Kansas City Southern Ry. Co. v. Ellzey - 275 U.S. 236 (1927)
U.S. Supreme Court
Kansas City Southern Ry. Co. v. Ellzey, 275 U.S. 236 (1927)
Kansas City Southern Railway Company v. Ellzey
Argued October 24, 25, 1927
Decided November 21, 1927
275 U.S. 236
1. By the doctrine of the last clear chance, a negligent defendant will be held liable to a negligent plaintiff if the defendant, aware of the plaintiff's peril, had in fact a later opportunity than the plaintiff to avert an accident. But, where, as a result of the negligent operation of a railway motor car by defendant's agent, with plaintiff's acquiescence or encouragement, the car was derailed and plaintiff injured, their courses of conduct were not so independent that either one or the other could be said to have had in fact a later opportunity to avoid the consequence of their joint negligence, and the doctrine was therefore inapplicable. P. 275 U. S. 241.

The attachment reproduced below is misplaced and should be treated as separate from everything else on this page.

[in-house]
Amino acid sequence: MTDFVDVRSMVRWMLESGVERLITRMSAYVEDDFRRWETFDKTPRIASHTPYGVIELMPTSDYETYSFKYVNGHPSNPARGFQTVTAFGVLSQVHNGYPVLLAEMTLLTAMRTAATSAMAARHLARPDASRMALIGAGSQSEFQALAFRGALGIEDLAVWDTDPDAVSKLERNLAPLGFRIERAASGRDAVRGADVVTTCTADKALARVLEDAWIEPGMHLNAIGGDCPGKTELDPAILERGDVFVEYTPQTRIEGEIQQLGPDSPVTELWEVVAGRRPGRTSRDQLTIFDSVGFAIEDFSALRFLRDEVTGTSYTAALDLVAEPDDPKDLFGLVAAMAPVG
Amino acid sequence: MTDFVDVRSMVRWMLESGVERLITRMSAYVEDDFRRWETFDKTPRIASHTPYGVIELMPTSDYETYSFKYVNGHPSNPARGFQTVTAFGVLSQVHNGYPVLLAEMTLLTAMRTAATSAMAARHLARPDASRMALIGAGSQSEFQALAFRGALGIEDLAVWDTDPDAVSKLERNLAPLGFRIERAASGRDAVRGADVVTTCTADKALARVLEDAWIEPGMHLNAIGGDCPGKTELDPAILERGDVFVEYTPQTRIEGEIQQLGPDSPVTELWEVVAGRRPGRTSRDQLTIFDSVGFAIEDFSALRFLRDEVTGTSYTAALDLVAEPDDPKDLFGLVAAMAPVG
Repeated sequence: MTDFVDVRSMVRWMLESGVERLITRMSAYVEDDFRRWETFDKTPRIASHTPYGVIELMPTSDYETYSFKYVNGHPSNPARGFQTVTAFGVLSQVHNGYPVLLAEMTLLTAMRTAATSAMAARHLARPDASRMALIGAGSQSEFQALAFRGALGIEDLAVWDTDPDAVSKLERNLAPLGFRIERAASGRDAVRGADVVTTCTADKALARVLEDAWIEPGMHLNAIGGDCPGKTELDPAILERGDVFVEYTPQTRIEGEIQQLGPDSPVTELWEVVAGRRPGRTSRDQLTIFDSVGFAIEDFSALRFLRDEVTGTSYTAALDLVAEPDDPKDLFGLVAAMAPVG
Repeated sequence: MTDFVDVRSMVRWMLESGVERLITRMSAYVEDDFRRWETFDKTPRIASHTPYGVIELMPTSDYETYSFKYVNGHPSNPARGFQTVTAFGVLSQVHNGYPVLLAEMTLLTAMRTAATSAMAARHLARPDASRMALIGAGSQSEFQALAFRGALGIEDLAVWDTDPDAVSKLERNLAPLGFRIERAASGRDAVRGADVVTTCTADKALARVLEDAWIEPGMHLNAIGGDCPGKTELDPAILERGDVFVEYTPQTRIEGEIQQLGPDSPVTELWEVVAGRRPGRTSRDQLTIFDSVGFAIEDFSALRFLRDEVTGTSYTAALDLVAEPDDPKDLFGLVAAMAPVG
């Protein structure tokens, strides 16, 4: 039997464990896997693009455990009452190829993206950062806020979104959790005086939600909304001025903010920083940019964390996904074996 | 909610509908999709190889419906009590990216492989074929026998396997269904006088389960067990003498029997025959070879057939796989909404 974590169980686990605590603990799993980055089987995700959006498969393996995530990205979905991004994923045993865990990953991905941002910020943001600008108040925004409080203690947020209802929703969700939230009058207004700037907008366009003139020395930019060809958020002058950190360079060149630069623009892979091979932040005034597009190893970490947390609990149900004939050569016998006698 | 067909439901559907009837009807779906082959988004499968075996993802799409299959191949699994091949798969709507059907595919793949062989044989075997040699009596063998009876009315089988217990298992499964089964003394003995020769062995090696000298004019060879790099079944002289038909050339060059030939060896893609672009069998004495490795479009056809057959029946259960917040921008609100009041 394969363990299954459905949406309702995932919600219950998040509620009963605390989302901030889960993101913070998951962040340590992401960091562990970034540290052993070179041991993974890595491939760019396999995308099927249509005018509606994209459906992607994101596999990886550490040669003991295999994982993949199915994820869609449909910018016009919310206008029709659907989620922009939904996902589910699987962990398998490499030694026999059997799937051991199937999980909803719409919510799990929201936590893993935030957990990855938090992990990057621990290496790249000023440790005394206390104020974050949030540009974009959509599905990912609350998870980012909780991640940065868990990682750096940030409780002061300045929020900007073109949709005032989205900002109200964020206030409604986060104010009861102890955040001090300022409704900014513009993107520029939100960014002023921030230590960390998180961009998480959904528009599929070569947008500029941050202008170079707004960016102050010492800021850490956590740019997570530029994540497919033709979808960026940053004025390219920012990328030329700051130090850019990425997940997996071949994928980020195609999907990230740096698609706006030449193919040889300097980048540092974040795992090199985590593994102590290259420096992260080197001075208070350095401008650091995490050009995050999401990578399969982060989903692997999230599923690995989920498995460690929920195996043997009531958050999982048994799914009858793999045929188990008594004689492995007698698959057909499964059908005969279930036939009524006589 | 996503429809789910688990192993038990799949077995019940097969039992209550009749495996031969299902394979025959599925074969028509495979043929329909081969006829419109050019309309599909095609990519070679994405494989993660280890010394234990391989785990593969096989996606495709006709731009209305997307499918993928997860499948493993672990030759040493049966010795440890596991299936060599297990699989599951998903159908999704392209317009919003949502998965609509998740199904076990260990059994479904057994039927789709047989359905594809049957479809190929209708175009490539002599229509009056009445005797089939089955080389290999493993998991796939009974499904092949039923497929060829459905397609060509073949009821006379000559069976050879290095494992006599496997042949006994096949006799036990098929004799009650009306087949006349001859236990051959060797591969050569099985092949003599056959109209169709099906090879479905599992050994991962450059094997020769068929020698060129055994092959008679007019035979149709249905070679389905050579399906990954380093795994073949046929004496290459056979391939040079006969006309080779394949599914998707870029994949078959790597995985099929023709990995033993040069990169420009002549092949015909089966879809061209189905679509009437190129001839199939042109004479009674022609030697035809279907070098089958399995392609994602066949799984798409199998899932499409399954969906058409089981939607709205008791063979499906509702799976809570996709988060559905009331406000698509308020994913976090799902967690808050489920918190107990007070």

2. Instructions in such a case held sufficiently favorable to the plaintiff on the subject of contributory negligence. P. 275 U. S. 242.
12 F.2d 4 reversed.
Certiorari, 271 U.S. 69, to a judgment of the circuit court of appeals which reversed a judgment entered on a verdict in the district court in favor of the railway company in an action for personal injuries brought against it by Ellzey. The jurisdiction of the district court was based on diversity of citizenship.